Australia’s neighboring Tasmania was the troublemaker. The Federal Group has responded to statements from the local government that it is willing to end the monopoly license of Australia’s oldest family-run casino in Tasmania.
The Unexpected Position of the Tasmanian Hospitality Association
The Tasmanian Hospitality Association has commended the end of Federal Group’s exclusive right to operate poker machines in the country’s pubs and hotels. Thus, the owners of these establishments will be asked to choose the operator of slot machines in their entertainment establishment.
The Situation around the Federal Group
Federal Group could lose up to $25 million a year if it loses its monopoly management license. For example, for the 2018-2019 fiscal years, this would amount to almost a quarter of more than $108 million in revenue.
Federal Group opened the country’s first legal casino back in 1973 at Wrest Point in the Hobart suburb of Sandy Bay. Less than ten years later, he built the Country Club Casino and Resort near Launceston.
The Federal Group Board considers it unfair to make such a quick change to the vending machine licensing agreement. Back in 2003, an individual agreement was signed between the government and the Federal Group. In particular, it says that the Federal Group must be notified at least “four years before the changes in the terms” of the agreement.
The changes should take effect on July 1, 2023. These are the terms that are in the bill submitted to the Parliament of Tasmania. In turn, Federal Group believes that such a change should have been reported back in the summer of 2019. Therefore, the company calls the summer of 2026 an acceptable time frame.
Federal Group CEO Daniel Hanna said: “This breakdown could set an unpleasant precedent.” So for now, the Federal Group’s board has taken some time to think about its strategy.
The company said the governing bodies did not promptly notify the company about the upcoming changes to the contract and that it would be “highly inappropriate” to enforce them.
Despite some of the legal inconveniences the Tasmanian government had brought to Australia’s oldest casino, they were quick to reassure them of “full readiness to continue working with the company” and that “this company was a permanent good partner and did a good job.” Despite this, the Federal Group’s response was rather bland. They promised to “conduct a comprehensive analysis of the bill.”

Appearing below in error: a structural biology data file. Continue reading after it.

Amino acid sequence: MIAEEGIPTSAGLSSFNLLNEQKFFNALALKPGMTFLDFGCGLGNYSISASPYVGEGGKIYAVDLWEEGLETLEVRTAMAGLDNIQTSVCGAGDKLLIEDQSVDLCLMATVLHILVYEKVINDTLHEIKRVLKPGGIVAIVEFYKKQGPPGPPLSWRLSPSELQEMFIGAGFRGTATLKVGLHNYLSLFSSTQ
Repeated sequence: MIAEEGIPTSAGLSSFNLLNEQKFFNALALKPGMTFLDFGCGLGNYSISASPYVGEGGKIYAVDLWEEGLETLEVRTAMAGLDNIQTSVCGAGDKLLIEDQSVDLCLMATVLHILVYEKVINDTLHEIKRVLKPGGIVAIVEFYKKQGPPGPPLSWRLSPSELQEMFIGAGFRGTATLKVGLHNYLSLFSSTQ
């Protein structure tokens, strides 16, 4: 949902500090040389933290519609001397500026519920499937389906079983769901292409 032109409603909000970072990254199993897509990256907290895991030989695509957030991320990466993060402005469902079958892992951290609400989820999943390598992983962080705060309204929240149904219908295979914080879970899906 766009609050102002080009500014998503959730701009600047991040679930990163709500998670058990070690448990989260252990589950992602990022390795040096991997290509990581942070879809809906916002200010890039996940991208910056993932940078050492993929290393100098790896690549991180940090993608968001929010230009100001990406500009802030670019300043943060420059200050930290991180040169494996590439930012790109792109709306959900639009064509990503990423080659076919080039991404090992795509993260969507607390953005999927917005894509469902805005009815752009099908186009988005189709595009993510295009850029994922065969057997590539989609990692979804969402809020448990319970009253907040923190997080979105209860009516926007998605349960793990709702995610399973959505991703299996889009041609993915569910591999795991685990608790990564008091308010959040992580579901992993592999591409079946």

This turned out to be a very serious attempt to dislodge the Federal Group’s 50-year monopoly on the Tasmanian electronic slot machine license. The next round of negotiations will show whether it will be successful. So far, everything is quiet on the surface, but this does not mean that it really is.
It is clear from D. Hanna’s statements that Federal Group in this situation considers itself a party that suffers losses due to illegal actions on the part of Tasmania. Therefore, the denouement promises to be interesting. We are unlikely to see the most experienced Australian gambling company give away a quarter of its annual income without a fight.
Possible Negative Consequences
Let us remind you that earlier, at the last political elections, it was the scenario acceptable for the Federal Group that was supported by politicians. For this, they received support from the Federal Group itself and hoped to revise the agreement and begin negotiations on it in the summer of 2023.
Another unexpected twist in this story is the reaction from The Tasmanian Hospitality Association. Previously, this association has always supported the activities of the famous family business. But after the latest announcements from the Tasmanian government, this organization has sharply changed its course. They positively attributed this to the upcoming vote on the bill in Parliament, thereby considering such a change in the law favorable for the state’s investment climate.